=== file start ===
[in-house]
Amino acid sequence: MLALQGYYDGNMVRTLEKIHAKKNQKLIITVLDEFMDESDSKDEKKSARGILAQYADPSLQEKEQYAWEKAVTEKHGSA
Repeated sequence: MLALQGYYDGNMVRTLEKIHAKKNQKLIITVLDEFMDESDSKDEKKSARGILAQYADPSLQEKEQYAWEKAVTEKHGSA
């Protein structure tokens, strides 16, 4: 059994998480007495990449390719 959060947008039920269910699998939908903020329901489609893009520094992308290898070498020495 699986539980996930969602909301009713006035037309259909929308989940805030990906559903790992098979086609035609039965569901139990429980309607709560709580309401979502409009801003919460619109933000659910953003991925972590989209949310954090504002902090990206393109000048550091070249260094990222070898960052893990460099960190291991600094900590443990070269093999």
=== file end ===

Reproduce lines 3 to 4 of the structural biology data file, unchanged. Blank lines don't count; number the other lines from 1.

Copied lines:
Repeated sequence: MLALQGYYDGNMVRTLEKIHAKKNQKLIITVLDEFMDESDSKDEKKSARGILAQYADPSLQEKEQYAWEKAVTEKHGSA
């Protein structure tokens, strides 16, 4: 059994998480007495990449390719 959060947008039920269910699998939908903020329901489609893009520094992308290898070498020495 699986539980996930969602909301009713006035037309259909929308989940805030990906559903790992098979086609035609039965569901139990429980309607709560709580309401979502409009801003919460619109933000659910953003991925972590989209949310954090504002902090990206393109000048550091070249260094990222070898960052893990460099960190291991600094900590443990070269093999």